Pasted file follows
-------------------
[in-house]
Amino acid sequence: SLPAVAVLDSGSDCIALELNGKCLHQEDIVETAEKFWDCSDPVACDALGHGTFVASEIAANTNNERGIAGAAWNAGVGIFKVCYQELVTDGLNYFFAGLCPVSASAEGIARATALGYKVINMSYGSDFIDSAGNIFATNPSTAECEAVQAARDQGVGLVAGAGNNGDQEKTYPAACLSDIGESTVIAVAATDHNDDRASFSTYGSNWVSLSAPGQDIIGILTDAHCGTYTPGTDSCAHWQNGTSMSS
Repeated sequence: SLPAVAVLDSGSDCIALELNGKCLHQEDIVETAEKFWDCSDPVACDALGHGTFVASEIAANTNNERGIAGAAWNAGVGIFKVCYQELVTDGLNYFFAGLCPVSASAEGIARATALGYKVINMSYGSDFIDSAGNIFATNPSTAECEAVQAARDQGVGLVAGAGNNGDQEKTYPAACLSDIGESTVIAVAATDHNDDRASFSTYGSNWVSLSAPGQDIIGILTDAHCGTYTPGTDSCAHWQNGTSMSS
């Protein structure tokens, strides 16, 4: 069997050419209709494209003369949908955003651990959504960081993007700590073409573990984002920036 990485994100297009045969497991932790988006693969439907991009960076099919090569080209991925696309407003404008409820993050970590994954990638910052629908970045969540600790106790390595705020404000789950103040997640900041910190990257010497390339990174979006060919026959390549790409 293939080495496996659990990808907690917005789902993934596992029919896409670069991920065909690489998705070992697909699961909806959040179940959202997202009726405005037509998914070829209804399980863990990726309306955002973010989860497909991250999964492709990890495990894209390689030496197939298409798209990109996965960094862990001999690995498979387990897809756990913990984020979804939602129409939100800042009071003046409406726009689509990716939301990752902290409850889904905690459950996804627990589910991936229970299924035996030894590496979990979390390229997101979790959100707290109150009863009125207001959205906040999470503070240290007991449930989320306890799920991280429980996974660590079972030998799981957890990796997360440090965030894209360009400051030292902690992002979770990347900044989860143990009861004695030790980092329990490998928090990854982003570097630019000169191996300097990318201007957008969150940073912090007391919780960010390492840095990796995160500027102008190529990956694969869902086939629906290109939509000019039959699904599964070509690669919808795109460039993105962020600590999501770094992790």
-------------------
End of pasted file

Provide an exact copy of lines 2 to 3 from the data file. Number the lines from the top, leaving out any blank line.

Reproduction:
Amino acid sequence: SLPAVAVLDSGSDCIALELNGKCLHQEDIVETAEKFWDCSDPVACDALGHGTFVASEIAANTNNERGIAGAAWNAGVGIFKVCYQELVTDGLNYFFAGLCPVSASAEGIARATALGYKVINMSYGSDFIDSAGNIFATNPSTAECEAVQAARDQGVGLVAGAGNNGDQEKTYPAACLSDIGESTVIAVAATDHNDDRASFSTYGSNWVSLSAPGQDIIGILTDAHCGTYTPGTDSCAHWQNGTSMSS
Repeated sequence: SLPAVAVLDSGSDCIALELNGKCLHQEDIVETAEKFWDCSDPVACDALGHGTFVASEIAANTNNERGIAGAAWNAGVGIFKVCYQELVTDGLNYFFAGLCPVSASAEGIARATALGYKVINMSYGSDFIDSAGNIFATNPSTAECEAVQAARDQGVGLVAGAGNNGDQEKTYPAACLSDIGESTVIAVAATDHNDDRASFSTYGSNWVSLSAPGQDIIGILTDAHCGTYTPGTDSCAHWQNGTSMSS